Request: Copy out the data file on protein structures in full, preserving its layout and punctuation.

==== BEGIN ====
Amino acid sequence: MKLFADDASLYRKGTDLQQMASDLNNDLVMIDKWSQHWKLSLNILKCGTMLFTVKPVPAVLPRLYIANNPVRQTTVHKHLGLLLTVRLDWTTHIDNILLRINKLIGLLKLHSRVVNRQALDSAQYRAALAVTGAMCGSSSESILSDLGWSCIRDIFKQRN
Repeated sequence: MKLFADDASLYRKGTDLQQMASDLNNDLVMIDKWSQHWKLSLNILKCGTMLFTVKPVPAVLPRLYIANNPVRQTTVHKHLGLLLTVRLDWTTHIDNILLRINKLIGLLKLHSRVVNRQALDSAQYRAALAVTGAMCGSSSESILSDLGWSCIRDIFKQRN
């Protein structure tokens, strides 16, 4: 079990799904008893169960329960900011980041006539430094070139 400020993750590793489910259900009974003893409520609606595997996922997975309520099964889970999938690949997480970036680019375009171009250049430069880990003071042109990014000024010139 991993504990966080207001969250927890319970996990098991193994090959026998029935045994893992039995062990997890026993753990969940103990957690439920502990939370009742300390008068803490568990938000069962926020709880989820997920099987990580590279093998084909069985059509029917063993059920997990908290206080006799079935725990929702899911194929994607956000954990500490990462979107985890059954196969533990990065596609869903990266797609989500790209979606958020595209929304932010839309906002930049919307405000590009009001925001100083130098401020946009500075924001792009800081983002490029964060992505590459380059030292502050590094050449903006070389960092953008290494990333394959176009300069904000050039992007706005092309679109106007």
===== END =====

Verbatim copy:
Amino acid sequence: MKLFADDASLYRKGTDLQQMASDLNNDLVMIDKWSQHWKLSLNILKCGTMLFTVKPVPAVLPRLYIANNPVRQTTVHKHLGLLLTVRLDWTTHIDNILLRINKLIGLLKLHSRVVNRQALDSAQYRAALAVTGAMCGSSSESILSDLGWSCIRDIFKQRN
Repeated sequence: MKLFADDASLYRKGTDLQQMASDLNNDLVMIDKWSQHWKLSLNILKCGTMLFTVKPVPAVLPRLYIANNPVRQTTVHKHLGLLLTVRLDWTTHIDNILLRINKLIGLLKLHSRVVNRQALDSAQYRAALAVTGAMCGSSSESILSDLGWSCIRDIFKQRN
């Protein structure tokens, strides 16, 4: 079990799904008893169960329960900011980041006539430094070139 400020993750590793489910259900009974003893409520609606595997996922997975309520099964889970999938690949997480970036680019375009171009250049430069880990003071042109990014000024010139 991993504990966080207001969250927890319970996990098991193994090959026998029935045994893992039995062990997890026993753990969940103990957690439920502990939370009742300390008068803490568990938000069962926020709880989820997920099987990580590279093998084909069985059509029917063993059920997990908290206080006799079935725990929702899911194929994607956000954990500490990462979107985890059954196969533990990065596609869903990266797609989500790209979606958020595209929304932010839309906002930049919307405000590009009001925001100083130098401020946009500075924001792009800081983002490029964060992505590459380059030292502050590094050449903006070389960092953008290494990333394959176009300069904000050039992007706005092309679109106007």